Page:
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The Town Hall Afair


Sydney Festival presents The Wooster Group production, THE TOWN HALL AFFAIR, in the Drama Theatre, at the Sydney Opera House. 7 -13 January.

The Wooster Group grew from Richard Schechner’s The Performance Group in 1980, under the leadership of Elizabeth Lecompte. It works in a deliberate theatrical form of experimental presentation. Its reputation is formidable and the fact that the theatrical explorations/methods of this company have been an inspiration for similar groups such as The Sydney Front (1986) and other participants regularly appearing in the Performance Space repertory – now seen mostly at Carriageworks – is tantamount to their acumen.

THE TOWN HALL AFFAIR, employs a mixed-media collage with five actors using a 1971 black and white Documentary TOWN BLOODY HALL, by Chris Hegedus and D. A. Pennebaker, which is projected in an edited form on stage and lip-synched by the actors, with the distraction, as well, of glimpses from a Norman Mailer colour film MAIDSTONE – written, starring and Directed by Mailer (in a scene with Rip Torn).

The TOWN BLOODY HALL documentary records a public debate monitored by Norman Mailer (Ari Fliakos and Scott Shepherd) with some leading women feminists of the period, in the case of this production, featuring: Jill Johnson (Kate Valk), Germaine Greer (Maura Tierney) and Diana Trilling (Greg Mehrten). The documentary has been explored by the Wooster Group with an edited skew to feature Jill Johnson’s participation – she being a stand-out Lesbian/poet/activist of the time. Ms Valks is supremely inspired and makes of her opportunity an indelibly witty and ‘possessed’ impression. Maura Tierney, not attempting to look at all like Germaine Greer, is also formidable in capturing the essence of the young Greer in her first public appearance in the United States (as part of a tour promoting her book THE FEMALE EUNUCH), while Greg Mehriten captures the spirit and strength – dignity – of the New York Literary and Cultural critic, DianaTrilling. Counter-balancing this formidable intellectual and feisty energy, Norman Mailer – author, playwright, journalist, political activist: he had recently published a book, THE PRISONER OF SEX – is represented by two men: Ari Fliakos and Scott Shepherd – the patriarchal male in all of his misogynist arrogance hopelessly flailing in his intellectual elitism to keep abreast, afloat, with all that unleashes about him.

This production is only 65 minutes long and does require close attention from the start. I had an absolutely thrilling, stimulating time in the theatre. My companion and I were so excited to be provoked by a production on stage that one felt was so much ‘smarter’ than ourselves. Afterwards, standing in the foyer discussing and debating with other members of the audience, and days later, having the ideas and outrages simmering, bubbling, sitting deeply in our consciousness, and festering an activist frustration within oneself in January, 2018 was/is a great reward.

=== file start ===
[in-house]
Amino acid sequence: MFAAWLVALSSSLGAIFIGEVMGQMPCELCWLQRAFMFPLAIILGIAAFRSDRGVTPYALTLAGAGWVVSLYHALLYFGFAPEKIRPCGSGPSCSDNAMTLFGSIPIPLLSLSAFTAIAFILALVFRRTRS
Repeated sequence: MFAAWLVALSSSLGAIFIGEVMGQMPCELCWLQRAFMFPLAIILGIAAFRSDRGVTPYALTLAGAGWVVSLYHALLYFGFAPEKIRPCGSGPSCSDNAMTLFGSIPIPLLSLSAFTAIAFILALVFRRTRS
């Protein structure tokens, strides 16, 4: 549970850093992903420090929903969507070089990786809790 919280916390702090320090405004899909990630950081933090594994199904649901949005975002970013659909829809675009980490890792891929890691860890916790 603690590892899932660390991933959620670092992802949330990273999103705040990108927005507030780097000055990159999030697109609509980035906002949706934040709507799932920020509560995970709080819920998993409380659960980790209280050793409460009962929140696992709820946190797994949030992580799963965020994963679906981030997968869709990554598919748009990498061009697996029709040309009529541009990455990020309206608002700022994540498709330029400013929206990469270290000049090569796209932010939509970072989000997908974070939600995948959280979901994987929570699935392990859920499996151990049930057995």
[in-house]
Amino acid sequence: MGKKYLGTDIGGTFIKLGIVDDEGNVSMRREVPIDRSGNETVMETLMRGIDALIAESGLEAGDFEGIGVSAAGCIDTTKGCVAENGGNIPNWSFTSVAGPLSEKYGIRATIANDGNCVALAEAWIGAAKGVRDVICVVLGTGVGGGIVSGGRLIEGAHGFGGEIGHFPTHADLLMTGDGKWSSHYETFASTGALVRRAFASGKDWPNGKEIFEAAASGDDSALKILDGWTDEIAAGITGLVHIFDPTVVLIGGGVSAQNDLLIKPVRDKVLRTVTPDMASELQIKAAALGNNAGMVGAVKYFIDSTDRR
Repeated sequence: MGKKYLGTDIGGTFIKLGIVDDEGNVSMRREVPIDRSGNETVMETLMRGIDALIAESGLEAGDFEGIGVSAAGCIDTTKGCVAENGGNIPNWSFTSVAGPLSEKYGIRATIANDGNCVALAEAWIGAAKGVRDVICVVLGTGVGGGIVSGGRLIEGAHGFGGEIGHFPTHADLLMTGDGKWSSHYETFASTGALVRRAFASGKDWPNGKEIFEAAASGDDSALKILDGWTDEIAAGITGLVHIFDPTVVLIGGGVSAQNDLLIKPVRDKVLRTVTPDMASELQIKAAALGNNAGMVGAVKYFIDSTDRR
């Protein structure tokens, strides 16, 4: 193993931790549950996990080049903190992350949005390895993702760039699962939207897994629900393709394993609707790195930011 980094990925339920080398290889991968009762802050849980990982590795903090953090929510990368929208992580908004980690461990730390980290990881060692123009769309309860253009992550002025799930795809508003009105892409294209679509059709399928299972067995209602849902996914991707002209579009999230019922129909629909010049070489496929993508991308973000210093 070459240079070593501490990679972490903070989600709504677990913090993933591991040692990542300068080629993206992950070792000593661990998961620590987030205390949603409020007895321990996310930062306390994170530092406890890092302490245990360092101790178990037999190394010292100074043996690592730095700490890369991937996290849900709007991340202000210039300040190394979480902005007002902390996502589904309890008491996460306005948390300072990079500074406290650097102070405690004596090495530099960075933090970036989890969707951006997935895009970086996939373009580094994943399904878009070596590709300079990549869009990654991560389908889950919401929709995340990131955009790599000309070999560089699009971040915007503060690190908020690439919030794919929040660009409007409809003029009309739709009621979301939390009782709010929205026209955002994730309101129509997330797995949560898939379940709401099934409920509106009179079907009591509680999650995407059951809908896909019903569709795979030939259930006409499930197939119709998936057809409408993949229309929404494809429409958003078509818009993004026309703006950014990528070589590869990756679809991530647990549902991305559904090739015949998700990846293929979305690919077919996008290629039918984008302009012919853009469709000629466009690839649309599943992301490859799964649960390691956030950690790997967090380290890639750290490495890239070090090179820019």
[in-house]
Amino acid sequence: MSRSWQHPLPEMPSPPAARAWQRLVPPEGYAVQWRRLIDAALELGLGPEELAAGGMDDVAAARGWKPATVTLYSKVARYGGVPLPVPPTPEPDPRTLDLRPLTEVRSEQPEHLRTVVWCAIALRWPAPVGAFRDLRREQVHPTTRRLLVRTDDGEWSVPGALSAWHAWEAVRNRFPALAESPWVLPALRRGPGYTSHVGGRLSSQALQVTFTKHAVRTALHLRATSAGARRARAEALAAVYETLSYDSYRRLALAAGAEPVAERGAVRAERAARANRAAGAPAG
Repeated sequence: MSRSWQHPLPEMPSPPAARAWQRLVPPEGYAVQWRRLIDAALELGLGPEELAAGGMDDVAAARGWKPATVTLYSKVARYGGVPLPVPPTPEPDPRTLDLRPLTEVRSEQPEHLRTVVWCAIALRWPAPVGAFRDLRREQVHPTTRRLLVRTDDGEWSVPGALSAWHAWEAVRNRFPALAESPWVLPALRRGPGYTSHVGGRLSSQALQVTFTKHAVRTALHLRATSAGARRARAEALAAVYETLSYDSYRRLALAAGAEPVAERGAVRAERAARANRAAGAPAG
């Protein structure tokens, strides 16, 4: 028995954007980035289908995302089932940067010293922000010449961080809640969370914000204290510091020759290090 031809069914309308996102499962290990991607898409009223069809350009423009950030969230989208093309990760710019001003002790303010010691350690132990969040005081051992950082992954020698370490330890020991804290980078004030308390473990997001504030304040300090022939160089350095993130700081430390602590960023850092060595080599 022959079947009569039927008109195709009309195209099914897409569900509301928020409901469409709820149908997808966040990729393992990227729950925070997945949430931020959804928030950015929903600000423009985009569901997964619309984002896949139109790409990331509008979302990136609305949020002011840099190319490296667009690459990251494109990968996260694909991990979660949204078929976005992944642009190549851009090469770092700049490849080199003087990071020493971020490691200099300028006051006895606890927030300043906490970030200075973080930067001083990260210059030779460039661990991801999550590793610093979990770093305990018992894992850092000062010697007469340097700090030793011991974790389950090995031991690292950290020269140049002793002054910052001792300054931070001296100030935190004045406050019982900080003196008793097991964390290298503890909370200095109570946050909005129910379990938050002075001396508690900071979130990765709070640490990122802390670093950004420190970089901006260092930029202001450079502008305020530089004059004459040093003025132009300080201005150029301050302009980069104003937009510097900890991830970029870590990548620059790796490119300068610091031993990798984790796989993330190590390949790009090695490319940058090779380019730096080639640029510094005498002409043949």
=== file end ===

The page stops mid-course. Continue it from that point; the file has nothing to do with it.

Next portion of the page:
The Town Hall Affair took place in 1971 and 46 years later in 2018, one feels that the conversation that these women and Norman Mailer were having then, is nearly exactly the same conversation we are having, vigorously, today. Not much has essentially changed, it seems. Food for thought. The elitism, the entitlement, the arrogance of the ‘predatory’ verbal intellectual stance of Norman Mailer represents the position of men of power today who refuse to acknowledge that their view, stance is inequitable and in need of radical change, comes through with overwhelming and shameful force. The present ‘revolution’ of women and their shout for change and equality could not be more encouraging. The pulse that The Wooster Group have tapped is entirely prescient in its significant presence at the Sydney Festival.

Whatever the experimental forms employed in this presentation by the Wooster Group it was of little interest (perhaps, because the methods are very familiar in contemporary Sydney Theatre e.g. Roslyn Oades’ work, Version 1.0), for, it is the content that strikes one, and illuminates this performance as a special experience. In the pre-occupied self referencing of so many artists’ work that we get to see onstage in Sydney it was a breath of fresh air to be made to attend to something in the theatre bigger than the artist and to be provoked with issues of great importance for the cultural, sociological development of our world.

A highlight.